Why apologising is more than saying you are sorry
All apologies are not equal. Nailantei Norari explores this art to help rebuild relationships and redress hurts caused.
There will always be conflict in any relationship as no two people are the same.
The key to long and happy relationships is, therefore, how people smooth things over after conflicts with apologising being the most favoured way of doing this whether in a playground brawl or a boardroom standoff.
Apologies are the balm that heals almost all wounds and paves way for continued togetherness.
However, there are times when apologies wreak more havoc than good, especially when they are deemed to be insincere.
“Some apologies are made superficially without addressing the real issues that caused pain and hurt that made the other party feel offended.
Such apologies are insincere and are normally made with an end in mind, such as ending a heated discussion or getting back a friendship.
An insincere apology lacks remorse and the offended party feels betrayed when such apologies are made,” Catherine Gachutha, a leading psychologist and relationship therapist explains.
Sincere and insincere apologies
She further elaborates that when one explains away important aspects of what made them do the perceived wrong, or why the other party should not be hurt, the apology is deemed to be insincere.
For example, one can say, “I am sorry I didn’t mean to hurt you.” The best way to say it is, “I am sorry you were hurt by what I said and in future, I am going to be careful about how I communicate with you.”
Allan Lawrence, a life coach, counselling psychologist and author agrees, saying that one can easily tell a sincere apology from an insincere one.
“At times, some people will not apologise at all. These people are naturally too proud and defensive to a point where they feel they can’t apologise to anyone.
For others, they cannot apologise due to the way they were brought up. Remember that childhood is the foundation of most of our behaviours evidenced in adulthood.
Others might just be sadistic or narcissistic in nature, hence they just find joy in hurting others.
With that said, you can tell a sincere apology by the way it is said, the body language of the person, and whether the person actually takes responsibility for the hurt caused,” Allan expounds.
He explains how timing, how quick the aggressor realises their mistake and how soon after that they apologise, can clue someone on to the sincerity of the apology.
He also talks of the importance of the victim to highlight to the aggressor how they were hurt as at times the other person might not even know that they have wronged someone.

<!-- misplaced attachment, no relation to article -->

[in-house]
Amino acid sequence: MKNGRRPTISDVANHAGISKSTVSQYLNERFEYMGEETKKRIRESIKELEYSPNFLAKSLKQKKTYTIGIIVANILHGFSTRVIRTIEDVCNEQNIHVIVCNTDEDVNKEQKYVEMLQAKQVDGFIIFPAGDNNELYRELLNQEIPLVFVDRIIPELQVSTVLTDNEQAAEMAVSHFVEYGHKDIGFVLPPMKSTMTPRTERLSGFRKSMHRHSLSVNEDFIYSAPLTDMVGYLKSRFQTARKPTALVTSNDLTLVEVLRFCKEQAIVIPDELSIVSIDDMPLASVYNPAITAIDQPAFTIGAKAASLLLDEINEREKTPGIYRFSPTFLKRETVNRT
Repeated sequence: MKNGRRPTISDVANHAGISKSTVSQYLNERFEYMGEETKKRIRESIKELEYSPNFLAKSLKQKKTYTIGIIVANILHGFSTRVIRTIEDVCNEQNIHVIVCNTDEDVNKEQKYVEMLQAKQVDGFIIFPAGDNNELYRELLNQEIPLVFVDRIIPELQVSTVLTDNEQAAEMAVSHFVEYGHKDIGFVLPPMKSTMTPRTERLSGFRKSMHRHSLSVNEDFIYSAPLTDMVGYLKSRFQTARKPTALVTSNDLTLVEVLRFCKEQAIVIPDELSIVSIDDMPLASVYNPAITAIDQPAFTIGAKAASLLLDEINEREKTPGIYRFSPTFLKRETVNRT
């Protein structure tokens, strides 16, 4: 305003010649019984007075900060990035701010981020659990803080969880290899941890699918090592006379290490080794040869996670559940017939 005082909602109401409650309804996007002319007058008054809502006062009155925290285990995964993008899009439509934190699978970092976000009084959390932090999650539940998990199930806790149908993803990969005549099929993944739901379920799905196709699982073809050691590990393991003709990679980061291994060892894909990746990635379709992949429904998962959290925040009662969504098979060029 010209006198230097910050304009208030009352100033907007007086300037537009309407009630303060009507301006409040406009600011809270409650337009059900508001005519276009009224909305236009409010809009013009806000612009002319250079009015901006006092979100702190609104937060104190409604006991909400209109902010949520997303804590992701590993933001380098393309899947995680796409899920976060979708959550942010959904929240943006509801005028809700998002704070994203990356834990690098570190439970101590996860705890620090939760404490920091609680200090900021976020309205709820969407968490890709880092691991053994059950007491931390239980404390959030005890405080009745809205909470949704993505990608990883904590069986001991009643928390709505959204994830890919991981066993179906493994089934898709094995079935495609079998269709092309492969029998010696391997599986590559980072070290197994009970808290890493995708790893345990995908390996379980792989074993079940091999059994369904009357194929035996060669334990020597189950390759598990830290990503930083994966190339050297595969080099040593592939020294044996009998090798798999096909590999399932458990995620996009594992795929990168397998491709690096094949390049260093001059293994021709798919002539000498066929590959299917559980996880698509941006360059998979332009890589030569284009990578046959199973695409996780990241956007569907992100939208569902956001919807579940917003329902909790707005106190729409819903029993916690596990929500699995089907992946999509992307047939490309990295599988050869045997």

He emphasises on the importance to maintain calm and reason even when communicating the hurt as one does not want to start a spiral of emotions.
He explains how some people simply deny the hurt caused and refuse to apologise or apologise while denying the hurt.
Invalidating the other person’s experiences and hurt is a sure way of causing even more hurt in the guise of an apology. What then is the right way to apologise?
“Apologies are hard as they put you in a vulnerable position. They are, however, important as they help rebuild relationships and redress hurts caused.
Sincere apologies should express remorse for the wrong done, take responsibility of the hurt caused, seek a way to make amends and have a sincere promise to not revisit the hurt by repeating the wrong done.
Explaining why you did the hurtful thing is tantamount to denying responsibility of the wrong done.
Promising to not repeat the hurtful thing is important in helping rebuild trust and the relationship in general,” Allan explains.
Still, there are people who apologise for everything with others apologising endlessly for even the smallest of hurts.
By design, research shows that women are more inclined to over-apologise. This is in part due to socialization, which rewards women for being emotional and men for being assertive.
This in turn makes the former have a lower threshold for wrongdoing and the latter a higher one, hence what a woman may see as an offence requiring an apology, the man may not.
Allan explains how individuals with low self-esteem also tend to over-apologise, with some people using it as a coping mechanism.
Adults who grew up in homes where they were blamed for everything tend to apologise for everything as they have internalised that they are the harbingers of hurt and everything wrong.
Similarly, people who have suffered traumatic events, such as abusive relationships tend to over-apologise.
“There is an inherent lack of self-worth and a lot of anxiety in people who over-apologise. They should seek to learn what about relationships makes them averse to confrontation or even taking up space and work to resolve that.
One might not be harming anyone else by over-apologising, but they are still not okay, as they are always playing small and apologising even when they are the wronged party,” Allan explains.
He concludes by citing just how powerful apologies are, and how important it is to not just learn how to do it right, but when to do it. He reiterates the importance of clear communication as a badly worded apology whilst sincere may still damage a relationship.
“When you realise you have caused harm, apologise immediately. An apology delayed, increases the harm caused to the other party. Remember that as much as apologies will put you in a vulnerable position, they allow the relationship that could potentially be hurt to continue,” he concludes.